Seeing those organizers up there, talking both about heady brain ideas and practical on-the-ground manifestations of those ideas, helped me believe too that the radical, organizing Left isn’t for insane, dried-up people that the media may have us believe.  To be a radical is practical and bodily.  It is growth and life and love.  It’s real.

Arm the Spirit

Posted in Art, Personal Politics by rememberbydoing on October 3, 2009

I just finished Arm the Spirit: A Woman’s Journey Underground and Back from AK Press and really enjoyed it.  Diana Block’s chronicles of political awakening, committment, and vulnerabilities really appealed to me.

One section in particular that was pertinent was her return to SF after she comes up from underground.  She is shocked by the political climate and the Left’s fracturing.  Here’s what she says:

“As I walked around the streets of the Mission, I could still feel the insistent presence of progressive politics…Yet, as I began to investigate their programs and activities, it seemed that each one operated separately from the others, pursuing projects and goals that I supported, but without the breadth of vision or ideological orientation that was necessary to build a more unified political movement.  In fact, the burgeoning non-profit industrial complex seemed, in many ways, to have taken over the spirit and structure of the left.

The positive missions and programs of the non-profits were distorted by the competitive drive for funds and marketable agenda, which too often seemed to mirror rather than challenge corporate templates.  In the seventies, we had funded our political activities through salaries from ‘straight’ jobs, a multitude of benefit events, and individual donors who supported our goals…Now the situation had flipped and young progressive people searched for jobs with non-profit organizations that could fulfill their desire to do meaningful, social change work.  But jobs were tied to funding and funding was tied to the thousands of foundations that had mushroomed in the past twenty years, efficiently modeling the corporate mentality for the well-intentioned non-profit sector.  Instead of working together, each non-profit was fragmented to its own track, scurrying competitively to procure grants and recruit the youthful, passionate, hardworking personnel who would ensure its survival.  I couldn’t prove it, but it seemed like a deliberate, systemic plan to co-opt and disorganize the left under the guise of working for social justice.”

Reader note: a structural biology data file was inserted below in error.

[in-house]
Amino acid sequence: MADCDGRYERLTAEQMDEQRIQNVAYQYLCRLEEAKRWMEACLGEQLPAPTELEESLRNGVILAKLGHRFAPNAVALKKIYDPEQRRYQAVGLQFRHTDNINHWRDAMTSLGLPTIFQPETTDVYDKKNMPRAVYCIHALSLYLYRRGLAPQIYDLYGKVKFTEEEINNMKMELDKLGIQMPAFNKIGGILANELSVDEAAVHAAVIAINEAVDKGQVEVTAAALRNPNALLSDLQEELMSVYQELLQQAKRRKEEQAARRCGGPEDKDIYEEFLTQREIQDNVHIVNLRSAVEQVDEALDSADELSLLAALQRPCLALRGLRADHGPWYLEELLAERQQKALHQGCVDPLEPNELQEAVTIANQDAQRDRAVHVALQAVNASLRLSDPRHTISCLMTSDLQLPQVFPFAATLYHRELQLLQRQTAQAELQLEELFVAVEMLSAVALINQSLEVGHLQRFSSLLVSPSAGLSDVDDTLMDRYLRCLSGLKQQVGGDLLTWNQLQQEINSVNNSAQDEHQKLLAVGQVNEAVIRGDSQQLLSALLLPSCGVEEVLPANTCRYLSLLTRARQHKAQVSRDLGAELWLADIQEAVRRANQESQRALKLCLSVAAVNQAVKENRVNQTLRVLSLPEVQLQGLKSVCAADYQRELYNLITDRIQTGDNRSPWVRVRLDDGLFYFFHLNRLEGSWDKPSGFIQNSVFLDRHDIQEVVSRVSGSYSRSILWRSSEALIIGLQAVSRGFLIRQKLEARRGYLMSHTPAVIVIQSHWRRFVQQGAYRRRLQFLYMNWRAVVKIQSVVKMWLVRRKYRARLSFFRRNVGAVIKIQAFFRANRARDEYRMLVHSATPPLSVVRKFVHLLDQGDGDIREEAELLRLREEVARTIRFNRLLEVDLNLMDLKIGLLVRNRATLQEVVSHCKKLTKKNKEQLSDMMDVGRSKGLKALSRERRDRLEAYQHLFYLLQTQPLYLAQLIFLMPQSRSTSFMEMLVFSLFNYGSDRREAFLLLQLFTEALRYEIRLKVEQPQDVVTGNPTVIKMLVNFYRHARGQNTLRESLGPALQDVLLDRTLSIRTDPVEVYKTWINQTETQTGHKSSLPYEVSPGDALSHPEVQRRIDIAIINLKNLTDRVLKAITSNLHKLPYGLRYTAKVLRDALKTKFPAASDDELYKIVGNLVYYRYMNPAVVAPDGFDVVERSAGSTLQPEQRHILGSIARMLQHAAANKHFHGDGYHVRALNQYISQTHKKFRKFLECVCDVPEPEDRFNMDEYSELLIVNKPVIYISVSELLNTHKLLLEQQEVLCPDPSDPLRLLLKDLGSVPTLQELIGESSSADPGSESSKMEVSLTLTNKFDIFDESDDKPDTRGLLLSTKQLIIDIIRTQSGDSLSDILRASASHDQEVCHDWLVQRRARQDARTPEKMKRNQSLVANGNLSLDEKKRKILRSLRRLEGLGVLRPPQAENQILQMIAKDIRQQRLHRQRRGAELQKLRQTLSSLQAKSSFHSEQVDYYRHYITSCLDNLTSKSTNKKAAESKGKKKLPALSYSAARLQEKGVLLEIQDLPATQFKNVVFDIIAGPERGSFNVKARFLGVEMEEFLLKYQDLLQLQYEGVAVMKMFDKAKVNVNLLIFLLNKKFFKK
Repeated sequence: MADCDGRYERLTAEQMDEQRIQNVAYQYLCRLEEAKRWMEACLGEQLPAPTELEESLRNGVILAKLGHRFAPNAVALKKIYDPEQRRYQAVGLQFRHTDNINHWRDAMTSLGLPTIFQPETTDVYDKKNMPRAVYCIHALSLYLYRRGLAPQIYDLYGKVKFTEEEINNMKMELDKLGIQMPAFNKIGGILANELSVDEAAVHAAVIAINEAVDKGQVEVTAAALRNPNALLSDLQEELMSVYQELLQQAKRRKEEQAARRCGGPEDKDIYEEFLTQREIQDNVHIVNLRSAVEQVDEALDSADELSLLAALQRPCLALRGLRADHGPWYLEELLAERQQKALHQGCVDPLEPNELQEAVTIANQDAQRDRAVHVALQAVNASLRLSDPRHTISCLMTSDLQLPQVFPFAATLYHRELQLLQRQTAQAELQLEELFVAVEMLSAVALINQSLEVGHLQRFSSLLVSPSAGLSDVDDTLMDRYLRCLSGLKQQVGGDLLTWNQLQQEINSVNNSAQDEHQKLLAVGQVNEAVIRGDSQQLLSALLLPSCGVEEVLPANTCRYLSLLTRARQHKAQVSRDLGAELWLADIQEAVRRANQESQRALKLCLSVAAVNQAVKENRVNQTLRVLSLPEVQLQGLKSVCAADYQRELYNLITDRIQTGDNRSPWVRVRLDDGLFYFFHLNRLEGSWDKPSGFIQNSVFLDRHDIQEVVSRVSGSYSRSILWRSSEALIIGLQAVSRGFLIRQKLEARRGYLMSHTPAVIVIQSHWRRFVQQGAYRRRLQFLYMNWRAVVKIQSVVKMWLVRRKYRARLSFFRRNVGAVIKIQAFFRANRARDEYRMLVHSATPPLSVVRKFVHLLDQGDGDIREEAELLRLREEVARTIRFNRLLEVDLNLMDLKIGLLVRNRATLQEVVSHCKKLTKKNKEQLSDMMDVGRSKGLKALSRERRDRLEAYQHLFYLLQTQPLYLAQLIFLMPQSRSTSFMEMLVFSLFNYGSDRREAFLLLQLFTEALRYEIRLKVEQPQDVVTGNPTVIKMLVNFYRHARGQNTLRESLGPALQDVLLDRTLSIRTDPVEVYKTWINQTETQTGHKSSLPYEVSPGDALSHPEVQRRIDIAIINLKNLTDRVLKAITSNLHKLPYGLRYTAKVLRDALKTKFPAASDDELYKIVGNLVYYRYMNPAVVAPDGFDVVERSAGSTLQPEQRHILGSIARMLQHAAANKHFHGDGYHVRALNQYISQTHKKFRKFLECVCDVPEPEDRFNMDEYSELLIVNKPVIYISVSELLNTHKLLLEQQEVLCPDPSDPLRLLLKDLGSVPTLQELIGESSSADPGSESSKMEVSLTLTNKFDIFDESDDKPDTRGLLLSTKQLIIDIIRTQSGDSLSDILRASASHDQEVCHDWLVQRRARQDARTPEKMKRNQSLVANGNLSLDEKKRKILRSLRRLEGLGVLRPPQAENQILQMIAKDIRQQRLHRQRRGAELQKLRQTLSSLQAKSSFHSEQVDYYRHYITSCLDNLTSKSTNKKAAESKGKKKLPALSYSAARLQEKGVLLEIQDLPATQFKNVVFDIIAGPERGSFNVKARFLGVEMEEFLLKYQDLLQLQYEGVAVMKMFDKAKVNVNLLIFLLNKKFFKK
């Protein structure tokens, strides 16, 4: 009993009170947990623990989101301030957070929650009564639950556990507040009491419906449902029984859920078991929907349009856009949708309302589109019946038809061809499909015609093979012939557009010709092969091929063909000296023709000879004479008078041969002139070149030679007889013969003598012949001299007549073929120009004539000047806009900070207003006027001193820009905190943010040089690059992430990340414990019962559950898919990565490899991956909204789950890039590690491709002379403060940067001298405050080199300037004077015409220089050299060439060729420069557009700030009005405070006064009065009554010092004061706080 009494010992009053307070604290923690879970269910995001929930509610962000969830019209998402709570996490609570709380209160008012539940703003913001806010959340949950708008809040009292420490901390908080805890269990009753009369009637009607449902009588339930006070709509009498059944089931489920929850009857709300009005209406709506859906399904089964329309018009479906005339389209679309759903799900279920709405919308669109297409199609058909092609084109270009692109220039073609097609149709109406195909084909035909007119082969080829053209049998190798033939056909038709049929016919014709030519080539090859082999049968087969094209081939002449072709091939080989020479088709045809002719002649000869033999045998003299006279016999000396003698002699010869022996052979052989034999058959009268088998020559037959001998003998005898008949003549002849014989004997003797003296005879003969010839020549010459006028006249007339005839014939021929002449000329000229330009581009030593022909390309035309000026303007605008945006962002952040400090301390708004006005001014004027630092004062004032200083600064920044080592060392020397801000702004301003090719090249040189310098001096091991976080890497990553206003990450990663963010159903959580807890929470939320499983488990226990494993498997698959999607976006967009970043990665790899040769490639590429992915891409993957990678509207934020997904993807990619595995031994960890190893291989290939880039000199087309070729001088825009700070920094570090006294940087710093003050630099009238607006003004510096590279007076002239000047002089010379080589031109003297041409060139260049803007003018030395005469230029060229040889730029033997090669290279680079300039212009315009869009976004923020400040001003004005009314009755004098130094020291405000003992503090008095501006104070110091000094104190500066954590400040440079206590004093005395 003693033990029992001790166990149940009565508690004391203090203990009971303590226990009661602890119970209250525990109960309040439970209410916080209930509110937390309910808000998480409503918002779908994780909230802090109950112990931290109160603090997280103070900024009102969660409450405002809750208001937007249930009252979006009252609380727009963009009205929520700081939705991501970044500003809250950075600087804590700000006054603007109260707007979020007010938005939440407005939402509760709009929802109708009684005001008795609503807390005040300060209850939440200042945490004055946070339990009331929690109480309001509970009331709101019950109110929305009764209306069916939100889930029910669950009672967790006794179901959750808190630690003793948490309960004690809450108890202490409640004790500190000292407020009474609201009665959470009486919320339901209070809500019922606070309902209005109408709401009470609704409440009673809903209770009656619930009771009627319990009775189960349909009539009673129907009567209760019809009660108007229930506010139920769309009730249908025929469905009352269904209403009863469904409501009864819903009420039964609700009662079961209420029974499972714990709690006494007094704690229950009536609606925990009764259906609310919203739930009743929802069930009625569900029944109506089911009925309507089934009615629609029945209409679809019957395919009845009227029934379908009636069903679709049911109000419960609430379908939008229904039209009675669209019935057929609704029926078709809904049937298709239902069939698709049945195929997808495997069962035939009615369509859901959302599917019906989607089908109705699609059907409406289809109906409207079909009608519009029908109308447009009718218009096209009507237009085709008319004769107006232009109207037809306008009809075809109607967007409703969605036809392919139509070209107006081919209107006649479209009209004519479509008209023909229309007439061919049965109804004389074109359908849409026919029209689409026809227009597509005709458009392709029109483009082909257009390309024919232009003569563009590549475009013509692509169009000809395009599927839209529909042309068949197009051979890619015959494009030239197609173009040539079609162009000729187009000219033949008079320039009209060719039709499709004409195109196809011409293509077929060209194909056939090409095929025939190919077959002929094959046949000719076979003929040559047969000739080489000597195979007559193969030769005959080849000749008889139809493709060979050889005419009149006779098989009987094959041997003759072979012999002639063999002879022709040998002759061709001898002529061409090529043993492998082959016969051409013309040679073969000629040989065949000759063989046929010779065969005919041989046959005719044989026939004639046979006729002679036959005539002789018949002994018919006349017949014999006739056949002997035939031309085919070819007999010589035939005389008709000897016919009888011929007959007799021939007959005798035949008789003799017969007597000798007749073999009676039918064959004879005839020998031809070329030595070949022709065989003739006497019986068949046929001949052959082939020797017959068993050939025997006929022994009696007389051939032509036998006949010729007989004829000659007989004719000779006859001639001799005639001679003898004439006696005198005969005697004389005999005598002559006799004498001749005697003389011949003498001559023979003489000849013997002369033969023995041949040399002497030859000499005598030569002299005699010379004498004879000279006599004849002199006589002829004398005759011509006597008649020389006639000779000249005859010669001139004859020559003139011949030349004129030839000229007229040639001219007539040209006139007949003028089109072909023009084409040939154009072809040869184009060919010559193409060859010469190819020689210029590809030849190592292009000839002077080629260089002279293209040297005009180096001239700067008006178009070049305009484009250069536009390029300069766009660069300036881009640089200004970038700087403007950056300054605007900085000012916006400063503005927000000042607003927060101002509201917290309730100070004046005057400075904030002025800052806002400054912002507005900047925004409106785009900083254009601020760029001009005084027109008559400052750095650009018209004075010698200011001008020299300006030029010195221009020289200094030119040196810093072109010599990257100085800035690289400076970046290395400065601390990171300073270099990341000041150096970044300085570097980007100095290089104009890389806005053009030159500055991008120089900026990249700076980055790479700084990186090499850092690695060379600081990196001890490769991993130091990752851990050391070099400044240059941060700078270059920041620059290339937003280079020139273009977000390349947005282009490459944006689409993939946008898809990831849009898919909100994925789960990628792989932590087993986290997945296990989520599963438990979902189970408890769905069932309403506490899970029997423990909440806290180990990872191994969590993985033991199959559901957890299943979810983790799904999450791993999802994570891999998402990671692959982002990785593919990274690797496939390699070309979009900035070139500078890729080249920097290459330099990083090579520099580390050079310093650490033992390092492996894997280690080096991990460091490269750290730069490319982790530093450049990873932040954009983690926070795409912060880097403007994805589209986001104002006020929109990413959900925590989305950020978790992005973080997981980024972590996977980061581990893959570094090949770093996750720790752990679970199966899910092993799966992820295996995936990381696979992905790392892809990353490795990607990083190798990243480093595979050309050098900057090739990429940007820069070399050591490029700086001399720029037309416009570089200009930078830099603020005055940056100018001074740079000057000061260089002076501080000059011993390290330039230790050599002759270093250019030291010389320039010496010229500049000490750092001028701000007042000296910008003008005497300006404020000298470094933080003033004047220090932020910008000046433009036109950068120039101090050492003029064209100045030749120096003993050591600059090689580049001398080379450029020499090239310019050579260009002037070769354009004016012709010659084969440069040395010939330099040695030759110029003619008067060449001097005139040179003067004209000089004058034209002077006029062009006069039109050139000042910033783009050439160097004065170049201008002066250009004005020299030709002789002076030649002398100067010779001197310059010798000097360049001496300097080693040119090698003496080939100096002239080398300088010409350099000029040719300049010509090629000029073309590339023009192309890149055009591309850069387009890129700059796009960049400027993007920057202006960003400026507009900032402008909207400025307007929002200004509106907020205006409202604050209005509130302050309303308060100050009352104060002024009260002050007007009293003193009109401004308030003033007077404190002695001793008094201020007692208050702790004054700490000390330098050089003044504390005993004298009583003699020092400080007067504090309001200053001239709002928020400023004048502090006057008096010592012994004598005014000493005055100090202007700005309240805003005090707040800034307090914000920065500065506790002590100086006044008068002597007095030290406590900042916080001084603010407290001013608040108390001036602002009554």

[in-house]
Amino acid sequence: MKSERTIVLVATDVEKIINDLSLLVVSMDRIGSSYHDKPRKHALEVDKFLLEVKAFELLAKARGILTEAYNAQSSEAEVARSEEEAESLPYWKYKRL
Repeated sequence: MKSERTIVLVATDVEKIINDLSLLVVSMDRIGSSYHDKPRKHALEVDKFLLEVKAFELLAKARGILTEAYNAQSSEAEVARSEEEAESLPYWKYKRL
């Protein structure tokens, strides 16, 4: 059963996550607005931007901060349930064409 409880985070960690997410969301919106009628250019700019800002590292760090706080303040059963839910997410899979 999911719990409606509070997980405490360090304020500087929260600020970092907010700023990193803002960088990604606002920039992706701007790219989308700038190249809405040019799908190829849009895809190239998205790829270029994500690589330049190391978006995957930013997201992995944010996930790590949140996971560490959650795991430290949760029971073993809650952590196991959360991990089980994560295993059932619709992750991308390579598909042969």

Damn. I am only recently starting to see myself as a member of the left, which is weird.  The sense of the “left” among my friends/classmates seemed to be more that it was a thing of the past, a funny mix of communists/organizers that had turned into rich Democrats that put on house parties for non-profits they like, or that they have been defeated and are now doing their small and quiet projects. This can’t help but seem deliberate to me, or at least a by-product of deliberate action against the revolutionary left (COINTELPRO, etc).  Without this historical context, the young leftists I know feel lost. As a white, middleclass college educated person, I know I keep finding jobs in non-profits that I believe in only partially (it’s mostly a distrust of the non-profit foundation system), and keep getting shuffled along into a professional career path while I’m not really looking.  Which is a privilege, of course.  I am getting used to making compromises in my politics in order to find work, instead of making it work.  And what contributes to that is fear (of not making money, of being a white anti-racist, of not owning my politics).